The report finds minority business owners rely on personal funds more than traditional funding.
The Winthrop Rockefeller Foundation started a conversation about equitable access to capital last week with the launch of a new webinar series, Grow AR Own. The conversation continues tonight with a virtual discussion focused on how Arkansas would change if we increased access to capital for Black, Latinx and women business owners.
The question stems from a new report released during last week’s webinar that found in the last three years, minority business owners in Arkansas applied for lending at a disproportionately lower rate than white business owners, but were denied lending at a higher rate. Precise Data Consulting prepared the report for the Winthrop Rockefeller Foundation and Winrock International.
Entrepreneurs of color perceive that traditional banks do not support them or cater to their business needs, according to the study, and they rely on personal funds more than financing to start and grow their businesses. In Arkansas, nearly 75 percent of minority entrepreneurs depend on personal funds to start their businesses, compared to 55 percent of white entrepreneurs. Relying heavily on personal funding puts business owners of color at a disadvantage, principal researcher Julia Chears-Young said.
“When they start off a business with the type of capital that they need, then they’re able to grow and sustain those businesses a lot quicker than those who have to rely on personal funds or rely on still working a full-time job in order to fund their business,” she said.
Small business owners, particularly women, people of color and other underserved populations face significant barriers to accessing capital from banks and other traditional resources. Between 2015 and 2019, Arkansas small businesses received nearly $1 billion in financing through the Small Business Administration 7(a) program. Only 1.2 percent of these investments supported Black-owned businesses, and 1.8 percent supported Hispanic-owned businesses.
“The disparity in government capital support and traditional banking support during the COVID-19 pandemic has only exacerbated the inequities,” WRF CEO Sherece West-Scantlebury said.
The disparities in access to capital have increased as the Paycheck Protection Program has relied on the existing system of financial institutions, a system that has traditionally excluded a disproportionate number of people of color and women who are unbanked or underbanked, West-Scantlebury said. The only capital available to the smallest businesses is often accompanied by “exorbitant interest rates and confusing payment terms.”
“We absolutely must ensure that long-term, equitable responsible capital is available to enable small businesses to thrive and survive in Arkansas,” she said.
Nontraditional lenders like Community Development Financial Institutions that “uniquely lend to communities left behind by traditional banks” are a key part of this, she said. However, none of the minority study participants reported that a CDFI assisted them in the application process.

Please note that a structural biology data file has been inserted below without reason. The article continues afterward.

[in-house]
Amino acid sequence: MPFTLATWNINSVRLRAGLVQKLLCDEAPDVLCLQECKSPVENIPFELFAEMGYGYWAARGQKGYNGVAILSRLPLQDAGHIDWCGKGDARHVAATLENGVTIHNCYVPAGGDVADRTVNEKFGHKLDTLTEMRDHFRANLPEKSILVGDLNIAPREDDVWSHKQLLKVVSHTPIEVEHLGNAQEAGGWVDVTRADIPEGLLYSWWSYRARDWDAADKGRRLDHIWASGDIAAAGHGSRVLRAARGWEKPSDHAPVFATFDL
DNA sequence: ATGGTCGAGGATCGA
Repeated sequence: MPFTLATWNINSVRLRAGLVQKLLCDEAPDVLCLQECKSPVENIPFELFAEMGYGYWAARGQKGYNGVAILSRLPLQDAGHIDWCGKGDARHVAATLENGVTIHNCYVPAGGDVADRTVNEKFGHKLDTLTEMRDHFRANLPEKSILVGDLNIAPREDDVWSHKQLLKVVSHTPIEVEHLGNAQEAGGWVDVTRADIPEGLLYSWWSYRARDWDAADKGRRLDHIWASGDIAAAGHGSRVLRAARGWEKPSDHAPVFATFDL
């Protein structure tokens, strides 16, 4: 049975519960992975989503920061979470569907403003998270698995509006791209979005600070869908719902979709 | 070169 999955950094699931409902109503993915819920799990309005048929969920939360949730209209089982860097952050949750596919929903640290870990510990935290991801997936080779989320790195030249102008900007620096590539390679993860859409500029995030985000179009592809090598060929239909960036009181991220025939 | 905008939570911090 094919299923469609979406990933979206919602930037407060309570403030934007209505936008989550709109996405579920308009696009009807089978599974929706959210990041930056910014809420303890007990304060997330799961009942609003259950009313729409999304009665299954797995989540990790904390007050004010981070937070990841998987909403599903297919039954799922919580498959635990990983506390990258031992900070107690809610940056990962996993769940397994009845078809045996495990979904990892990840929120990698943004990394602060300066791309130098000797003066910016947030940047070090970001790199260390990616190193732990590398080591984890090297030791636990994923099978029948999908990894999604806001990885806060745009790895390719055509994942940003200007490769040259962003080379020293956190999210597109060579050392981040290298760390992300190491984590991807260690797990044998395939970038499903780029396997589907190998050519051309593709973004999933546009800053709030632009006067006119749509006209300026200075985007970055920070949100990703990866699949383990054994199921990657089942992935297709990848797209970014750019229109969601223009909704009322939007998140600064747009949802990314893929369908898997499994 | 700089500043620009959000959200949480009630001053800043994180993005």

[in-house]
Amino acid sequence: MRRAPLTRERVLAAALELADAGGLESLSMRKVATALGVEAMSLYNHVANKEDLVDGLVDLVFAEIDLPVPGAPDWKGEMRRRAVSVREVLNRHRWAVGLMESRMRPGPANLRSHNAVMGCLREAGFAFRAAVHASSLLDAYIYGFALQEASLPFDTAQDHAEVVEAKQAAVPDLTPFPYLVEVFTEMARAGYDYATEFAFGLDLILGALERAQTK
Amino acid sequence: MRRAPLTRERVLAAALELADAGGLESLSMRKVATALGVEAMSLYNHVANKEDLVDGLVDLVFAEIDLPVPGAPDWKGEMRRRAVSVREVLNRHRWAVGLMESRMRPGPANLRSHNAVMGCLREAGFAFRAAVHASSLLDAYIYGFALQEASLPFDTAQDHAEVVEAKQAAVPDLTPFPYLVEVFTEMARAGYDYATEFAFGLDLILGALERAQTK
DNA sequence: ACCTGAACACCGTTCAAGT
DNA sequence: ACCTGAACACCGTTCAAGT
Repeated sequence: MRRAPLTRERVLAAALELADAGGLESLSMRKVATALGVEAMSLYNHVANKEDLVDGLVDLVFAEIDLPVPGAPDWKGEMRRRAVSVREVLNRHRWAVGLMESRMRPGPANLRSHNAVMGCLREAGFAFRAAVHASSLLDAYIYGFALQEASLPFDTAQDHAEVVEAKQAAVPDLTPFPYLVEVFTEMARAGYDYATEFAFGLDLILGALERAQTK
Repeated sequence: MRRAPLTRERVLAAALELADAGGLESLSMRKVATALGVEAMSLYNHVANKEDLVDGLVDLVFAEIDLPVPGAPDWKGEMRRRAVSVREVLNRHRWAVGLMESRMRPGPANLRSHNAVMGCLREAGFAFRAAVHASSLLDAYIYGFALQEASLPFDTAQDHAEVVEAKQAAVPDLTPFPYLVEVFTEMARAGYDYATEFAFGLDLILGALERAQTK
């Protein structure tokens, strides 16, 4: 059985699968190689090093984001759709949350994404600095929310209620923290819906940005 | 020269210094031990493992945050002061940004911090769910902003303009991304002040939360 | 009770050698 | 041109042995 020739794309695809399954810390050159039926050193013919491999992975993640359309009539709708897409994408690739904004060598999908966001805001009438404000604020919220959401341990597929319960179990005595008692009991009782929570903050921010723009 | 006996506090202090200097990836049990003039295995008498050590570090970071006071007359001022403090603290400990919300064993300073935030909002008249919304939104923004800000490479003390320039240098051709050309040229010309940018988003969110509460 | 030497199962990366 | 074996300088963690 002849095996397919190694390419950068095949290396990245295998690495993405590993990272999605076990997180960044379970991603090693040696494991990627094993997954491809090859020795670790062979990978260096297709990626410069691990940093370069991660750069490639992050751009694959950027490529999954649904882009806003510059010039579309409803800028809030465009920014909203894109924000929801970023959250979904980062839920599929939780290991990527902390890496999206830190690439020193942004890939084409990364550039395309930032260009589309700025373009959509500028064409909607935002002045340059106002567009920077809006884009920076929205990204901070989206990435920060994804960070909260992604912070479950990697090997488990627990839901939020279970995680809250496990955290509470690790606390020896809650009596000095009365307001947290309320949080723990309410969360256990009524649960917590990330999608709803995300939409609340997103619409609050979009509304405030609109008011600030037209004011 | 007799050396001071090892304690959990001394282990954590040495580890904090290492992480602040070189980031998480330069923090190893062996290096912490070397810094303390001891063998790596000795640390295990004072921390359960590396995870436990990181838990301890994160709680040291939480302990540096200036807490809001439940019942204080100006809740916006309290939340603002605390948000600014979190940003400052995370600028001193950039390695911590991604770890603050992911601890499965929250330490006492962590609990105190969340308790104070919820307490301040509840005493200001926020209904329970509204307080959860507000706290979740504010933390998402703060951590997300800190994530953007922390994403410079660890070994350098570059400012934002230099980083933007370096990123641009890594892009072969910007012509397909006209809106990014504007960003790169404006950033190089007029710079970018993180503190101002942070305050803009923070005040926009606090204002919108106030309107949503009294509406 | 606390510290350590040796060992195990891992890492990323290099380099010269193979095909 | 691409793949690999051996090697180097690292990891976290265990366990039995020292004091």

Seventy-one percent of white business owners received help from a banking institution, while 68 percent of minority business owners reported no one assisted them in the application process. During focus groups organized for the study, many minority business owners expressed discontent with traditional banks “perpetuating a cold, intimidating culture.”
“Some of them aren’t feeling supported by these institutions so they don’t even bother to go into them for assistance,” Cheers-Young said.
For business owners who did apply for funding, where they applied varied by race. No white entrepreneurs applied at national banks, while 37 percent of entrepreneurs did. Meanwhile, 59 percent of white business owners applied at regional banks, while only 32 percent of business owners of color reported doing so.
“It was very interesting that white business owners applied for lending at regional banks at a higher rate than minority business owners or business owners of color, but business owners of color applied at national institutions at a higher rate than white business owners,” Chears-Young said.
An additional challenge for small business owners in Arkansas is having little or no knowledge about government contracting. Half of small business owners are unaware they can compete for government contracts or are uncertain of the process, according to the report.
To address some of these issues, Chears-Young recommends supporting large-scale campaigns and initiatives that focus on generating awareness, and marketing the available state-based programs and resources accessible to entrepreneurs. The report also suggests advocating for policy change and regulations that promote the growth of startups and small businesses through fewer taxes and penalties, equitable regulations, and low-interest financing.
Creating equitable access to capital for entrepreneurs of color is a systemic challenge that will take targeted measures to address, West-Scantlebury said.
“This system was not intended to work on behalf of women and Black and Brown folks and it does not, so there needs to be some intentionality to ensuring that it does so that Arkansas small businesses can thrive in the future,” she said.